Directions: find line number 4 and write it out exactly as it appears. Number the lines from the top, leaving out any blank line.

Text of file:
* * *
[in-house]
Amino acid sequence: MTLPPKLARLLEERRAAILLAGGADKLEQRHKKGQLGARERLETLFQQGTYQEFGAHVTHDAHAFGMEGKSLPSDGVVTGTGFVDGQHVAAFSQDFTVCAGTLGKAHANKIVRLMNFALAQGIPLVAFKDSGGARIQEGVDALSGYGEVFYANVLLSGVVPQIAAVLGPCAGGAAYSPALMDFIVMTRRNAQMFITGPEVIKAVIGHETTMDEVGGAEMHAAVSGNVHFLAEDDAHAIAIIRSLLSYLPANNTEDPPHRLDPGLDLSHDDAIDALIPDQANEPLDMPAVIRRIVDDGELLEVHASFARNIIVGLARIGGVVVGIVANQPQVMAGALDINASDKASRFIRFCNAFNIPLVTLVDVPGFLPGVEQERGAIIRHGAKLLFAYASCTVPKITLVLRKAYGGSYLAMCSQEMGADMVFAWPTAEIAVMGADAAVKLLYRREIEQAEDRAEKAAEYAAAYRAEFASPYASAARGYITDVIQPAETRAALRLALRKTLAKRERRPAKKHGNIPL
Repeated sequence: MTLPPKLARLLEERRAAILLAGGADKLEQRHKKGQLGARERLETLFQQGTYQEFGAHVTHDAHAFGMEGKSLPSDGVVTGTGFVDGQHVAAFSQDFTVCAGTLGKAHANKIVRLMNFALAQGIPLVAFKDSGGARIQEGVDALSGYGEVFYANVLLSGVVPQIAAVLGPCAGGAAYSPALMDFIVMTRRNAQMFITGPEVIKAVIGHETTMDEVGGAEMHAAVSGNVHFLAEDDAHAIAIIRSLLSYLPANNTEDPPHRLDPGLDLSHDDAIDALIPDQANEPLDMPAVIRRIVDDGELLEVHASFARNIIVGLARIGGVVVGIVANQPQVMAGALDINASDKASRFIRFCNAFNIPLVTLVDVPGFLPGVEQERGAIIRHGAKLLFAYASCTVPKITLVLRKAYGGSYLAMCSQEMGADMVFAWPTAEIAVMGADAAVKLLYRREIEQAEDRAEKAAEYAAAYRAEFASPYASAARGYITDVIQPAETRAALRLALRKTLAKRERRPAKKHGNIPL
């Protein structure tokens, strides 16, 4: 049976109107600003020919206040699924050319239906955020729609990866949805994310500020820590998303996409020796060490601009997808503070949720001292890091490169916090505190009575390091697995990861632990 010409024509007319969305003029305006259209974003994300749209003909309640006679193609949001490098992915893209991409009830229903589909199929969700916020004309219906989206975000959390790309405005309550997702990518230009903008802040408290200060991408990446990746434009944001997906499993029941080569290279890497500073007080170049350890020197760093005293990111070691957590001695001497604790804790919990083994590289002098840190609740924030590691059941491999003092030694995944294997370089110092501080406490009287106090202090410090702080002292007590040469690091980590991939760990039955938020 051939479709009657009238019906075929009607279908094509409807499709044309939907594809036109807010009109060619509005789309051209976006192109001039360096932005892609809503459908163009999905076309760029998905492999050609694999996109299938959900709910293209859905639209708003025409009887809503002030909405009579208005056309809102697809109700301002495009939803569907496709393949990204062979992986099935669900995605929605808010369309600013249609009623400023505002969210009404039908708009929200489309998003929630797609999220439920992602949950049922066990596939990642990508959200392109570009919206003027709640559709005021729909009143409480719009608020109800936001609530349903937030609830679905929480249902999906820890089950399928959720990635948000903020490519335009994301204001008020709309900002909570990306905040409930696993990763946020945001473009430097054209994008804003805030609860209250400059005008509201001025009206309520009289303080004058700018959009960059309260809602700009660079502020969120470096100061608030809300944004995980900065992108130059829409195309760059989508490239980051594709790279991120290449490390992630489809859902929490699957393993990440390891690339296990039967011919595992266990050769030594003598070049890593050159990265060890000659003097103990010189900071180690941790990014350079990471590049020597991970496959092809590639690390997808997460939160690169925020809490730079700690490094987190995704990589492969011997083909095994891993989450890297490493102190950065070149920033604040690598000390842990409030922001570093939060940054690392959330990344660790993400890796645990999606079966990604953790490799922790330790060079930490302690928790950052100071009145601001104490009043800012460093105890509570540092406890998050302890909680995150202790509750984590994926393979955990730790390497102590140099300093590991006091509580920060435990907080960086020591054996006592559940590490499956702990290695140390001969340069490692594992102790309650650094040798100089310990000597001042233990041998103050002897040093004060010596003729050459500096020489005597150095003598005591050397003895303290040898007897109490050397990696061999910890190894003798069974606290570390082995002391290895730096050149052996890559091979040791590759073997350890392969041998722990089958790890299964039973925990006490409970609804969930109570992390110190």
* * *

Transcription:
């Protein structure tokens, strides 16, 4: 049976109107600003020919206040699924050319239906955020729609990866949805994310500020820590998303996409020796060490601009997808503070949720001292890091490169916090505190009575390091697995990861632990 010409024509007319969305003029305006259209974003994300749209003909309640006679193609949001490098992915893209991409009830229903589909199929969700916020004309219906989206975000959390790309405005309550997702990518230009903008802040408290200060991408990446990746434009944001997906499993029941080569290279890497500073007080170049350890020197760093005293990111070691957590001695001497604790804790919990083994590289002098840190609740924030590691059941491999003092030694995944294997370089110092501080406490009287106090202090410090702080002292007590040469690091980590991939760990039955938020 051939479709009657009238019906075929009607279908094509409807499709044309939907594809036109807010009109060619509005789309051209976006192109001039360096932005892609809503459908163009999905076309760029998905492999050609694999996109299938959900709910293209859905639209708003025409009887809503002030909405009579208005056309809102697809109700301002495009939803569907496709393949990204062979992986099935669900995605929605808010369309600013249609009623400023505002969210009404039908708009929200489309998003929630797609999220439920992602949950049922066990596939990642990508959200392109570009919206003027709640559709005021729909009143409480719009608020109800936001609530349903937030609830679905929480249902999906820890089950399928959720990635948000903020490519335009994301204001008020709309900002909570990306905040409930696993990763946020945001473009430097054209994008804003805030609860209250400059005008509201001025009206309520009289303080004058700018959009960059309260809602700009660079502020969120470096100061608030809300944004995980900065992108130059829409195309760059989508490239980051594709790279991120290449490390992630489809859902929490699957393993990440390891690339296990039967011919595992266990050769030594003598070049890593050159990265060890000659003097103990010189900071180690941790990014350079990471590049020597991970496959092809590639690390997808997460939160690169925020809490730079700690490094987190995704990589492969011997083909095994891993989450890297490493102190950065070149920033604040690598000390842990409030922001570093939060940054690392959330990344660790993400890796645990999606079966990604953790490799922790330790060079930490302690928790950052100071009145601001104490009043800012460093105890509570540092406890998050302890909680995150202790509750984590994926393979955990730790390497102590140099300093590991006091509580920060435990907080960086020591054996006592559940590490499956702990290695140390001969340069490692594992102790309650650094040798100089310990000597001042233990041998103050002897040093004060010596003729050459500096020489005597150095003598005591050397003895303290040898007897109490050397990696061999910890190894003798069974606290570390082995002391290895730096050149052996890559091979040791590759073997350890392969041998722990089958790890299964039973925990006490409970609804969930109570992390110190």